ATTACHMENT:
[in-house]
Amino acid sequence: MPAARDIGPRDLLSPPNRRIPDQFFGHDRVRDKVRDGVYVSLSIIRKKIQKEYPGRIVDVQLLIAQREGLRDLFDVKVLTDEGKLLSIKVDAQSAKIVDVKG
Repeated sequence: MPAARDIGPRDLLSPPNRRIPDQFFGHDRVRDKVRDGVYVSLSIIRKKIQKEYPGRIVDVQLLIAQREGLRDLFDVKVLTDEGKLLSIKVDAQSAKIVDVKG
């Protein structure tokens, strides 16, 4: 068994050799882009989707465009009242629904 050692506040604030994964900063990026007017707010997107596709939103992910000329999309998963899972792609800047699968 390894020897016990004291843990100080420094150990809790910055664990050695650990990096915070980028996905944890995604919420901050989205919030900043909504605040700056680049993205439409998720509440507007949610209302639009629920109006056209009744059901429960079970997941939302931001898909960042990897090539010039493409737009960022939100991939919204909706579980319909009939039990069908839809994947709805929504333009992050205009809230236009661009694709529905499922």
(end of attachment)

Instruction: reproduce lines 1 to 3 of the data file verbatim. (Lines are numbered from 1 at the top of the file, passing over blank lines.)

[in-house]
Amino acid sequence: MPAARDIGPRDLLSPPNRRIPDQFFGHDRVRDKVRDGVYVSLSIIRKKIQKEYPGRIVDVQLLIAQREGLRDLFDVKVLTDEGKLLSIKVDAQSAKIVDVKG
Repeated sequence: MPAARDIGPRDLLSPPNRRIPDQFFGHDRVRDKVRDGVYVSLSIIRKKIQKEYPGRIVDVQLLIAQREGLRDLFDVKVLTDEGKLLSIKVDAQSAKIVDVKG